Sleeping pharmaceuticals are out there in abundance, but evidently most have negative side-effects (some dangerous). Instead, here are some suggestions –
The hyperactive brain of the chronic over-achiever is a big issue. All that ruminating shifts the brain into a high alert mode. One might ask himself a rational rather than emotionally charged question such as, “Is this imperative (and even if it is) must I figure out how to do it right now?” The “all or nothing” attitude can be an enemy of peace of mind and sleep. Stress releases chemicals that arouse the nervous system.
Take time to process you thoughts calmly and rationally during the day rather than leaving them until bedtime (or even shortly before).
The body naturally releases melatonin (which helps induce sleep) when there is less light. Even television screens, computer screens, cell phone screens, etc. are read by the brain as daylight just as lighted lamps are. Turn these off about an hour before bedtime.
Take a warm shower or bath a while before bedtime. After it your body will cool down, making you sleepy. This is because your body temperature automatically drops to its lowest level later at night in sleep and this mimics that.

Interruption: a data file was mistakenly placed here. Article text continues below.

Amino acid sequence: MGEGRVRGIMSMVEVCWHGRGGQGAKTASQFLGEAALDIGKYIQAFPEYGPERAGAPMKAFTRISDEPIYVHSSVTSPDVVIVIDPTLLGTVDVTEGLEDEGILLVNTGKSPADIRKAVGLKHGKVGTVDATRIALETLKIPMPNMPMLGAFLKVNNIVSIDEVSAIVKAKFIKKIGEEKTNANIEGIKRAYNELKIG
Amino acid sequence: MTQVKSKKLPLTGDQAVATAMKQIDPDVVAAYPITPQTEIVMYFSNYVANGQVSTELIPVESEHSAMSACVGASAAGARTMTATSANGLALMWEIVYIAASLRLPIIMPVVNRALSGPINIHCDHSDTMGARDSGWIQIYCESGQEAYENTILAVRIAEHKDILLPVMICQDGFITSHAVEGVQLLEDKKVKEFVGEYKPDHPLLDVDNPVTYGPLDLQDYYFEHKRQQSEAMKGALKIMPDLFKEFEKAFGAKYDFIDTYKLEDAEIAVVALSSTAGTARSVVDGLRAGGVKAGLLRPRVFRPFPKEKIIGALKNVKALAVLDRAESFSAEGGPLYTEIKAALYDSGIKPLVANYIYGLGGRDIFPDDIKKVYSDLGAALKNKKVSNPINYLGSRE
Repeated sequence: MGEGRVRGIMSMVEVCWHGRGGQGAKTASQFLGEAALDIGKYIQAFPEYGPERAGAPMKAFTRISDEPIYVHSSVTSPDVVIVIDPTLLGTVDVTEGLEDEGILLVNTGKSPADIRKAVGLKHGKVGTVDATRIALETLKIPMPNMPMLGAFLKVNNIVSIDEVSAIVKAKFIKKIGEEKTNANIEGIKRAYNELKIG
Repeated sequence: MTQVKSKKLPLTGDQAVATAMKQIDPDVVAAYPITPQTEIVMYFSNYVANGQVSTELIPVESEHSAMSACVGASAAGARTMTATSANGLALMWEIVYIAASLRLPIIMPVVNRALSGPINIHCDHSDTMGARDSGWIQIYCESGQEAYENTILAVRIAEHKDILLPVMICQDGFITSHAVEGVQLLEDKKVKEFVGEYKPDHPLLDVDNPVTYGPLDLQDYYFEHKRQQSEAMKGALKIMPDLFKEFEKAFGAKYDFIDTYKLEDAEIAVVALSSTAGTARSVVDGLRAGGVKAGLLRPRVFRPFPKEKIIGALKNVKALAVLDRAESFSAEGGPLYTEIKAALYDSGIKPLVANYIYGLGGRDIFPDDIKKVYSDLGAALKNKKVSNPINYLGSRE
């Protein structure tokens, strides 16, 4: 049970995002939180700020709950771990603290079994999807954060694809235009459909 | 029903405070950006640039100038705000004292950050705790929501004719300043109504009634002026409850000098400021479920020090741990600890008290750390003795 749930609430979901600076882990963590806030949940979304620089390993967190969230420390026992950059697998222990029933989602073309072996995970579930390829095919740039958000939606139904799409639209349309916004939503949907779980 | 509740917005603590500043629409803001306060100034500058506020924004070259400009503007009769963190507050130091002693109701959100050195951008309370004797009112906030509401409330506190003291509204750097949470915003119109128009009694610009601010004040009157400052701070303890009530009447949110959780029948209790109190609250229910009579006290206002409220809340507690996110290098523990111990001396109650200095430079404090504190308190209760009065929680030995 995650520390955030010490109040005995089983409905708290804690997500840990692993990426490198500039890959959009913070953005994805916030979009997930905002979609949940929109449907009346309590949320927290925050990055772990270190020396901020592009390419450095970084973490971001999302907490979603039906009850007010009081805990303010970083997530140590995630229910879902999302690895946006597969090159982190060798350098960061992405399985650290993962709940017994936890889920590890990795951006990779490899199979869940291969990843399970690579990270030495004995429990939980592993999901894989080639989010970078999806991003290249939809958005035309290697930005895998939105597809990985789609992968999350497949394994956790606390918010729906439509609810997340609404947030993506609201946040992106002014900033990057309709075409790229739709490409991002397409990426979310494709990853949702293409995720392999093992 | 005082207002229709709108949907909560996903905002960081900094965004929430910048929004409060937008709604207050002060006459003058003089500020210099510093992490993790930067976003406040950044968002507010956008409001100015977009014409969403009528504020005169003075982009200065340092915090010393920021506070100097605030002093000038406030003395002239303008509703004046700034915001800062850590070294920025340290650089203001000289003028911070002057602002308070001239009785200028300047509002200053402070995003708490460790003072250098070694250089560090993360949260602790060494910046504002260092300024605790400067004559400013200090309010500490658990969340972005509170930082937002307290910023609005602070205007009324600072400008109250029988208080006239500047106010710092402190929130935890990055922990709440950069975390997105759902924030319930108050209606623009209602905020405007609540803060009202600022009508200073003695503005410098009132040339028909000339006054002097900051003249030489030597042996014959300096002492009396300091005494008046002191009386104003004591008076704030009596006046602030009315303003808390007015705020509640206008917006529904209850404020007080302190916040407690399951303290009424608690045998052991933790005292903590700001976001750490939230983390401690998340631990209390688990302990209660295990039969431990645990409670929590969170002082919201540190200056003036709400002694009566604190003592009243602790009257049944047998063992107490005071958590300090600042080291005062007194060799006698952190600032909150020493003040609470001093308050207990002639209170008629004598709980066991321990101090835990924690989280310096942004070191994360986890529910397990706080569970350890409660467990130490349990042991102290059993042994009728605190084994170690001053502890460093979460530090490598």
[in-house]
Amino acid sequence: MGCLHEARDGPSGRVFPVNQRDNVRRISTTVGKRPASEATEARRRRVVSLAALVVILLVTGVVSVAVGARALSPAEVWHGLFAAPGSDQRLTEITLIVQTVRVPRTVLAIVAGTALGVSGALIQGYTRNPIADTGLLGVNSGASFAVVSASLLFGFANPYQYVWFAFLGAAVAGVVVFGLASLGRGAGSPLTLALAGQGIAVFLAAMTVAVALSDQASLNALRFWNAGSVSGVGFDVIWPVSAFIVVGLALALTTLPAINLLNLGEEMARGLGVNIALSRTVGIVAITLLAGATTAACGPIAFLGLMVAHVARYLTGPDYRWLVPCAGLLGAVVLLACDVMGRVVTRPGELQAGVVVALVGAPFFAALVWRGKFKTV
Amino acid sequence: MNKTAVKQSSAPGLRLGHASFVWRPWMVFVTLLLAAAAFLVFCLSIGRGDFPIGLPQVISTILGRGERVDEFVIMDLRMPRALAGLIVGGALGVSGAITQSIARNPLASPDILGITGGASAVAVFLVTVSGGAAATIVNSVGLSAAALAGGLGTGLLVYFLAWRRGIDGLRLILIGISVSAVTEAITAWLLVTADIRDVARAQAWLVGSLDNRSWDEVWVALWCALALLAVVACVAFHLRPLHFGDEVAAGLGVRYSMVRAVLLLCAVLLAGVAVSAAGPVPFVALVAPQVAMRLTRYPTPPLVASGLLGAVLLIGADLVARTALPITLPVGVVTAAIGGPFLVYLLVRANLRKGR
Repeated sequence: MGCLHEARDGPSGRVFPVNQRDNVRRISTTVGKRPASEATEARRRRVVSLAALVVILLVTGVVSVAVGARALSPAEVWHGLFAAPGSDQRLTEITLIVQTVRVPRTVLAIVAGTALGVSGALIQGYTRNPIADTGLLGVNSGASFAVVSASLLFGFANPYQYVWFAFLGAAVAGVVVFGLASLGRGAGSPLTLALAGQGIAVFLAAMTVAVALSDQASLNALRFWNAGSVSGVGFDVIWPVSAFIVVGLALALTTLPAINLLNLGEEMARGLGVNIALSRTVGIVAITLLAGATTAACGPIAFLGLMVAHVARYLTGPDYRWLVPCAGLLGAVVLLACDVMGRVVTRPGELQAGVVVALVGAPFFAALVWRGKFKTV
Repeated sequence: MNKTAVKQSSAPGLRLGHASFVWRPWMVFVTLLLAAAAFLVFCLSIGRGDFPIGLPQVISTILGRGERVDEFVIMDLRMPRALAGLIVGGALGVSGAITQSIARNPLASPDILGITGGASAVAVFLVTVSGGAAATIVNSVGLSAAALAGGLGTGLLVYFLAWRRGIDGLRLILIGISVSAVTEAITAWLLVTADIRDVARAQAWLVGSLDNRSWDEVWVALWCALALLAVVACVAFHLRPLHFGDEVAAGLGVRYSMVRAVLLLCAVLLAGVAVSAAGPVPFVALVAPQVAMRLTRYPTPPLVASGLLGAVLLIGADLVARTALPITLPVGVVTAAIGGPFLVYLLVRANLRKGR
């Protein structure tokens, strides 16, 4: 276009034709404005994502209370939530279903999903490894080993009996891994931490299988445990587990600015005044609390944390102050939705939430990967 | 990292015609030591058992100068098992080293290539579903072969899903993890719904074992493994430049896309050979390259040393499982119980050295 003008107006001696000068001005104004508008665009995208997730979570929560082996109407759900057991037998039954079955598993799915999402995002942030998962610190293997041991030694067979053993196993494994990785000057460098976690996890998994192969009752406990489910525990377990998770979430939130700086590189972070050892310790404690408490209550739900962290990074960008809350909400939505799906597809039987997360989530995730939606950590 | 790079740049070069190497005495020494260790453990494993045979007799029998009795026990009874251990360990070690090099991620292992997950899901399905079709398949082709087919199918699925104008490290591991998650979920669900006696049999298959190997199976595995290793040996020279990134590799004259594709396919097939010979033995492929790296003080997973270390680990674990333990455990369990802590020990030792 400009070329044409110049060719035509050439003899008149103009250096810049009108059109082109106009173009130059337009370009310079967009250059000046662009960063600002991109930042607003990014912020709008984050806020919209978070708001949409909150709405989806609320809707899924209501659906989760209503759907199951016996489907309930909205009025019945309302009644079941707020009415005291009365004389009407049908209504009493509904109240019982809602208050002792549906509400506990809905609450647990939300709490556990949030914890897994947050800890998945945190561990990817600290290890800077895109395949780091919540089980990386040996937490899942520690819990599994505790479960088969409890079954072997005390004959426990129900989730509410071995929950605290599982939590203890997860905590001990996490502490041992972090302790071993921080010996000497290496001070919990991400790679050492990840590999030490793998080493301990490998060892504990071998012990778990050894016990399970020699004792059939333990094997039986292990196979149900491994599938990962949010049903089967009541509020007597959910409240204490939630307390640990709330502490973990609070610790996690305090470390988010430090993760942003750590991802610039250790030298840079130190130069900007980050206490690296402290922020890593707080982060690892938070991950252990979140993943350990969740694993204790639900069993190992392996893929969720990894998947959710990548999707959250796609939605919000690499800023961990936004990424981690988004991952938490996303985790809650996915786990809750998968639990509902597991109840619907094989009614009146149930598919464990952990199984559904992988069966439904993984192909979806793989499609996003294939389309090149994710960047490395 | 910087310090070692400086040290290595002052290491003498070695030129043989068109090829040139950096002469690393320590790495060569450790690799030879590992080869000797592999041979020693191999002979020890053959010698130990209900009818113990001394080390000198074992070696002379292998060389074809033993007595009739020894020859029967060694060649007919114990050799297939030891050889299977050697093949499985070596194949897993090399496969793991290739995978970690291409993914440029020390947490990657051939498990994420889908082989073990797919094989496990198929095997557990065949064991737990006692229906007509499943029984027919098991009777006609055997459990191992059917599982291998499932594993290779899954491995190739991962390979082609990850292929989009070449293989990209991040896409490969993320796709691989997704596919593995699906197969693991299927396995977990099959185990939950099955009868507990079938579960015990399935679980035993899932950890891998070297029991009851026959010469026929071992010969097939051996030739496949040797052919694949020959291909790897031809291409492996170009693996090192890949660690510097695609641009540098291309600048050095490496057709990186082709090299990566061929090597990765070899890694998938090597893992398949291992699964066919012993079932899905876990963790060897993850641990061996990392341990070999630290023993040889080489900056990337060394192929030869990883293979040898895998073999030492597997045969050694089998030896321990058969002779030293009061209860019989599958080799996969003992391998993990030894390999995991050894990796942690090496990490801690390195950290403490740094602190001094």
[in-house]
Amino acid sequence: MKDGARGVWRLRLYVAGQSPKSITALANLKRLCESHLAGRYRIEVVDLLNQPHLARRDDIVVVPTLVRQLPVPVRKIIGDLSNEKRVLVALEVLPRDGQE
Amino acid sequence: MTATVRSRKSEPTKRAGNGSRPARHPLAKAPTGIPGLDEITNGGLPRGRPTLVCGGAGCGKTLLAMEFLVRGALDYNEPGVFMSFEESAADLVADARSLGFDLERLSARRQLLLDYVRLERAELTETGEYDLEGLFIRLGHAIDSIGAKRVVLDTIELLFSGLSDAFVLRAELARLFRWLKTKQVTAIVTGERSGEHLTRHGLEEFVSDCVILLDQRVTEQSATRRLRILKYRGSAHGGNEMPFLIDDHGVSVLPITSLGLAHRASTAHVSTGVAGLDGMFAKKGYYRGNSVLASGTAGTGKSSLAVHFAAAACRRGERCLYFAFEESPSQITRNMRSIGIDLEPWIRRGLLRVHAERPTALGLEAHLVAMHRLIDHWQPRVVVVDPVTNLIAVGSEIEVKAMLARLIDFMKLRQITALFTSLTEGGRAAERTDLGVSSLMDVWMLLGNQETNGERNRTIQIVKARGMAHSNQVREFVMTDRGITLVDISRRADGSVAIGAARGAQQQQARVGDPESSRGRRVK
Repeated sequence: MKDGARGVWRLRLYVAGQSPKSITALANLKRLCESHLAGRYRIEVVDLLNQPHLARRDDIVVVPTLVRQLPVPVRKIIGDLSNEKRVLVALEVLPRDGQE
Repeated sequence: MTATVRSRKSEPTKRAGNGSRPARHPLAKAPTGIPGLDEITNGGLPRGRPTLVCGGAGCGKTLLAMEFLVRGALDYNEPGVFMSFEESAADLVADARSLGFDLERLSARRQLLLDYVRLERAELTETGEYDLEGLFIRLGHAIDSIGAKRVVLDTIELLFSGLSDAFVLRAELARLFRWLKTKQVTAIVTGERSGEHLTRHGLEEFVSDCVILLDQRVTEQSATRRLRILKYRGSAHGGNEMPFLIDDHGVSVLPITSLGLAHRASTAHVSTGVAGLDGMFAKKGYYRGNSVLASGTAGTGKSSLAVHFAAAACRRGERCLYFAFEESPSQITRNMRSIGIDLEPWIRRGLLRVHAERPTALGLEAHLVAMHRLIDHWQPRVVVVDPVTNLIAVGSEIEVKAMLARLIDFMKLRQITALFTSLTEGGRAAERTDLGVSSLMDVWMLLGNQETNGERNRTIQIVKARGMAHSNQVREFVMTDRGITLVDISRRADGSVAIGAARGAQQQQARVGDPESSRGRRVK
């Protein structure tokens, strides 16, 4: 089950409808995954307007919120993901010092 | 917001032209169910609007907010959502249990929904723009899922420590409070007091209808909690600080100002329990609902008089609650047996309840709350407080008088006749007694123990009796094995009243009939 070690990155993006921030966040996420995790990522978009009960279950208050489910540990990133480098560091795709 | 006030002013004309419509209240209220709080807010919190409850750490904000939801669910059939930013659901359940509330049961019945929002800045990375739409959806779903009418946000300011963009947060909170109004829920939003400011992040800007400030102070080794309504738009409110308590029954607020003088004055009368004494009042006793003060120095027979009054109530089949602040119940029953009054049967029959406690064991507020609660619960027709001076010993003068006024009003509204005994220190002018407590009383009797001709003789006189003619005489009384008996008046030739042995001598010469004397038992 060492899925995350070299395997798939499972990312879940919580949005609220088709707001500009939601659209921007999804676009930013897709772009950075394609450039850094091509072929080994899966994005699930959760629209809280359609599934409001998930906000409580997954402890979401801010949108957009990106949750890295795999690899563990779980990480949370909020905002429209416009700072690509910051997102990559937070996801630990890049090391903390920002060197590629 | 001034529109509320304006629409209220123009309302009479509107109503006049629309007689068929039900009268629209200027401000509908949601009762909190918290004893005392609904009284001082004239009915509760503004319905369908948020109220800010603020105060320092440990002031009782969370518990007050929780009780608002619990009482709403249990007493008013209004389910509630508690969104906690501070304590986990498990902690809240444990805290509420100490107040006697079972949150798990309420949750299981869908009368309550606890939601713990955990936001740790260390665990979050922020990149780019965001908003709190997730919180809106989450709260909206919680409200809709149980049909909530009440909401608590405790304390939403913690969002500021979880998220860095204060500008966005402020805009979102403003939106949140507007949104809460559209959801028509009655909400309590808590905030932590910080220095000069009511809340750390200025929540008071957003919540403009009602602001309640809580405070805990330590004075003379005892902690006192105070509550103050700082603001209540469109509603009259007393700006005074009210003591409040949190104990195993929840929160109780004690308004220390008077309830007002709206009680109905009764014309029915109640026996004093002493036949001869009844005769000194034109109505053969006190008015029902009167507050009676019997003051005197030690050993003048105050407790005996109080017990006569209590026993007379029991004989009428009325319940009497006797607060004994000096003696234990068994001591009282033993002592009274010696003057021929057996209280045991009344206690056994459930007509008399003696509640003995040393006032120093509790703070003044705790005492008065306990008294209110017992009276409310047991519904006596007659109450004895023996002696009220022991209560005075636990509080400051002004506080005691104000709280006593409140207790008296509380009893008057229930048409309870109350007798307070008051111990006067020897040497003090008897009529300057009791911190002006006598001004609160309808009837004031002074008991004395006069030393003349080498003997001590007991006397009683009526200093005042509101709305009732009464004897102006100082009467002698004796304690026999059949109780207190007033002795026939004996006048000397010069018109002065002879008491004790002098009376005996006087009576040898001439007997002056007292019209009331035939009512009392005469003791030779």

Melatonin can be taken to aid sleep, but too much can cause sleep problems such as nightmares and depression in some people. Please consult your doctor before taking this or any other supplement and learn from him the correct amount to use.
Set a time to get up and a time to go to bed and stick to it. Getting up and going to bed randomly upsets the body’s internal clock.
Limit liquids after 6 PM to only 1 or 2 glasses of water. Getting up to go to the bathroom can make it hard to get back to sleep.
Being overweight can cause or exacerbate air passage obstruction (for seconds at a time) which causes one to awaken again and again, amounting to sleep apnea. This may be occurring if one is very drowsy during the day, snores, or is overweight. It is difficult to reach the very important deep sleep level under such conditions as well. Those with this problem should not sleep on the back as this allows the soft palate to hang in a way that can obstruct breathing. Instead, sleep on the side which opens air ways. Propping a pillow in front and behind will help keep you in that position.
Women in menopause and having hot flashes may repeatedly wake up with night sweats. Sleeping with the thermostat at about 68 degrees F, with a light covering, and light clothing are a help. This is very much an issue now that hormone replacement therapy has been shown to be related to cancer in some. Healthier means must be used.
The last does not come from the article, but I know it works. As a Christian, I can (and do) ask God’s direction and aid in every area in my life. I cast my cares on the Lord (even if I have to do so again and again throughout the day). As a friend of mine once said, “I keep putting it on the altar, but it keeps crawling off again”. Still it is worth the effort. Then at bedtime, I ask Jesus to watch over my dreams and enable me to sleep very soundly, very soon. It has worked for me for years. Even if I need to get up at night I am back asleep in no time and am evidently sleeping soundly. – Just a thought.